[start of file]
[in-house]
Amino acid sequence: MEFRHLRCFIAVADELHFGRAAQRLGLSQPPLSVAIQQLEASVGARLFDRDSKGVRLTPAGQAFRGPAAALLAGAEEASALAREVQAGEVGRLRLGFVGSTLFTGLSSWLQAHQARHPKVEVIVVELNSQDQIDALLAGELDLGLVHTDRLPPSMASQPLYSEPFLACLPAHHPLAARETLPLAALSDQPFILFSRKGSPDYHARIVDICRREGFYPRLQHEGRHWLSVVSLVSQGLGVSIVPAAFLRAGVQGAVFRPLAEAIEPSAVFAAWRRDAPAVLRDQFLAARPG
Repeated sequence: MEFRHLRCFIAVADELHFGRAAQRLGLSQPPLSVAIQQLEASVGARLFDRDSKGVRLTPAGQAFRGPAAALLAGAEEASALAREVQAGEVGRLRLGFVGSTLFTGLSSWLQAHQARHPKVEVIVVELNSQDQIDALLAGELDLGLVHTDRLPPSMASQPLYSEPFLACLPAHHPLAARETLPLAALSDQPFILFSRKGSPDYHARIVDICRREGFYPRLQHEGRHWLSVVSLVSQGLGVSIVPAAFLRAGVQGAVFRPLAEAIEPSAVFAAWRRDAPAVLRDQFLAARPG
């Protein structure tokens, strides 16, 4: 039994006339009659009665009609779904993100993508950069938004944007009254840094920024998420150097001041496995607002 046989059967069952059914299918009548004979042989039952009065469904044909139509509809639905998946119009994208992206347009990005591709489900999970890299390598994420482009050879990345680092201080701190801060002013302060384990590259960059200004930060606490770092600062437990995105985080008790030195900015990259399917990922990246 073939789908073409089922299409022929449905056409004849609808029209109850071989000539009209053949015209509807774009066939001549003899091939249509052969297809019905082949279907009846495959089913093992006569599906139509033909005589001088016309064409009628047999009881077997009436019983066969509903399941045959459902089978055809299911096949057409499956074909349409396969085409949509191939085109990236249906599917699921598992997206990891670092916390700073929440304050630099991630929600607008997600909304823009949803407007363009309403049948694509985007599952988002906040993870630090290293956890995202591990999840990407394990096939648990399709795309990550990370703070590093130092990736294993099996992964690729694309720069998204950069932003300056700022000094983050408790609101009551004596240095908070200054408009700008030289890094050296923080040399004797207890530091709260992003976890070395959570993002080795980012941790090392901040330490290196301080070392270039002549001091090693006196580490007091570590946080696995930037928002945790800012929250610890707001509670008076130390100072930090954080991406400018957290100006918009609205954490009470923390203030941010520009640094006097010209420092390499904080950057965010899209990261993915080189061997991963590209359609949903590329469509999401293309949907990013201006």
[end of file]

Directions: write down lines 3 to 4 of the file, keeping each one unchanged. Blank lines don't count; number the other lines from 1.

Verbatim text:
Repeated sequence: MEFRHLRCFIAVADELHFGRAAQRLGLSQPPLSVAIQQLEASVGARLFDRDSKGVRLTPAGQAFRGPAAALLAGAEEASALAREVQAGEVGRLRLGFVGSTLFTGLSSWLQAHQARHPKVEVIVVELNSQDQIDALLAGELDLGLVHTDRLPPSMASQPLYSEPFLACLPAHHPLAARETLPLAALSDQPFILFSRKGSPDYHARIVDICRREGFYPRLQHEGRHWLSVVSLVSQGLGVSIVPAAFLRAGVQGAVFRPLAEAIEPSAVFAAWRRDAPAVLRDQFLAARPG
């Protein structure tokens, strides 16, 4: 039994006339009659009665009609779904993100993508950069938004944007009254840094920024998420150097001041496995607002 046989059967069952059914299918009548004979042989039952009065469904044909139509509809639905998946119009994208992206347009990005591709489900999970890299390598994420482009050879990345680092201080701190801060002013302060384990590259960059200004930060606490770092600062437990995105985080008790030195900015990259399917990922990246 073939789908073409089922299409022929449905056409004849609808029209109850071989000539009209053949015209509807774009066939001549003899091939249509052969297809019905082949279907009846495959089913093992006569599906139509033909005589001088016309064409009628047999009881077997009436019983066969509903399941045959459902089978055809299911096949057409499956074909349409396969085409949509191939085109990236249906599917699921598992997206990891670092916390700073929440304050630099991630929600607008997600909304823009949803407007363009309403049948694509985007599952988002906040993870630090290293956890995202591990999840990407394990096939648990399709795309990550990370703070590093130092990736294993099996992964690729694309720069998204950069932003300056700022000094983050408790609101009551004596240095908070200054408009700008030289890094050296923080040399004797207890530091709260992003976890070395959570993002080795980012941790090392901040330490290196301080070392270039002549001091090693006196580490007091570590946080696995930037928002945790800012929250610890707001509670008076130390100072930090954080991406400018957290100006918009609205954490009470923390203030941010520009640094006097010209420092390499904080950057965010899209990261993915080189061997991963590209359609949903590329469509999401293309949907990013201006």